FAMILIES staying in holiday caravans to avoid the spread of coronavirus have been left reeling after they were threatened with immediate eviction.

Dozens of people living at Coopers Beach Holiday Park on Mersea Island were told they had until 5pm today to leave or have their pitches removed.

The advice, which was issued to them by the site’s general manager, has come as a shock to many living there including key workers who have been trying to socially isolate when they are not at work.

Other families on the site have moved to their holiday caravans as a temporary measure in recent weeks to avoid contact with vulnerable family members.

The park’s general manager has told the stunned residents they need to stay in hotels or similar.

The park management has been telling people via Facebook they should leave and staying at the park is not a “solution”.

Jenny Doyle, her husband Scott, who is an HGV driver, and their six-year-old son, Alastair, had been living with family in Colchester but decamped to their caravan on the site three weeks ago to avoid Jenny’s dad who is classed as vulnerable.

The family is now in the situation of being being turfed out and moving into council-arranged bed and breakfast emergency accommodation.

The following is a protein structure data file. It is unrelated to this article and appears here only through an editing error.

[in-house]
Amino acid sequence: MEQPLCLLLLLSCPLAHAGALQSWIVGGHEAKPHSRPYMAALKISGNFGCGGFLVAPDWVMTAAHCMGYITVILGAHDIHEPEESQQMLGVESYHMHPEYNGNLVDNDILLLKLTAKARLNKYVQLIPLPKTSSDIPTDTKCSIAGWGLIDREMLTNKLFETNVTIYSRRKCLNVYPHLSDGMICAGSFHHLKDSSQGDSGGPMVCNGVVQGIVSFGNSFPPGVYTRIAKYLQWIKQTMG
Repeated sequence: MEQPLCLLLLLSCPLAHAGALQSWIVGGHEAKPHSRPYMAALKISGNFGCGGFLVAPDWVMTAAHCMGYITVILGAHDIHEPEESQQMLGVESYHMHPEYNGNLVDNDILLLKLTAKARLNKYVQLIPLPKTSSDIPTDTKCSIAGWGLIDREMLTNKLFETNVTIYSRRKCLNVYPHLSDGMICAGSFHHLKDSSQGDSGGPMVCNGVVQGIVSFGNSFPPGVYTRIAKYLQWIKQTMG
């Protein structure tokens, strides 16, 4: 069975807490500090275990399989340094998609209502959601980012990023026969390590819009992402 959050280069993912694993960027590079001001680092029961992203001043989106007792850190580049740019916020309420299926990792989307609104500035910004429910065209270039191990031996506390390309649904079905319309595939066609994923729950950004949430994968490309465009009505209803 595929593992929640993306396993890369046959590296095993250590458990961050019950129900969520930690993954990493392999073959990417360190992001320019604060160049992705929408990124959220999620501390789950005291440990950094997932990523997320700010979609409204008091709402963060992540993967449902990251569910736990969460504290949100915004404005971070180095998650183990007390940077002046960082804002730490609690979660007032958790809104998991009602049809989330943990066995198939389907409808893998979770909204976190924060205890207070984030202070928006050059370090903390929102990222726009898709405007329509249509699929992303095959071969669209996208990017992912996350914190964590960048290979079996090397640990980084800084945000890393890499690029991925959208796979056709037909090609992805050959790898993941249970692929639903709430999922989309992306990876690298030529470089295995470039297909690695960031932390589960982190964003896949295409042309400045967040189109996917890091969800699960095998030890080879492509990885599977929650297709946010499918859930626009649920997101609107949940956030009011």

PhD student Jenny, 32, said: “We’d moved in with my parents whilst I was studying as a student and have been there for the past two years.

“Dad is classed as at risk due to his age so we decided to move our family to the holiday caravan as we did not want to put him at risk of the coronavirus.

“We’ve been told that the park will be closing at 5pm today with the gate coming down and everybody should be off.

“It’s come as a complete shock. There are dozens of people here like us who will have nowhere to turn.

“There are elderly people with nowhere to go and there is a key worker who has been staying here to make sure he’s isolated when not at work.

“We’ve been pleading with the general manager, trying to make him see sense but he is not budging.

“The park is not following the Government’s own guidance and people are going to be homeless.

“How can that be fair or make sense at a time like this?

“He’s also been messaging us, telling us that it is a holiday park and not the solution.

“We’re all at the end of our tethers with worry. There are loads of worried families and this rash decision is effecting dozens of people.

“At a time of national emergency, it’s hardly the way to treat people.”

Caravan owners at Valley Farm, in Clacton, were also told they had to leave the site.

Some owners were choosing to stay in their caravans to risk infecting their vulnerable relatives at home.

A spokesman for Parkdean Resorts said the company was working hard to resolve the matter as soon as possible. 

He said: “The message to owners was clear when they were sent letters - that if they were not able to leave the park, then they should speak with the general manager. 

“We want to make sure we are not sending people off site if they do not have somewhere to live.

“We are hoping to resolve this so that all those concerned can stay on the park. 

“We will update once that has been done.”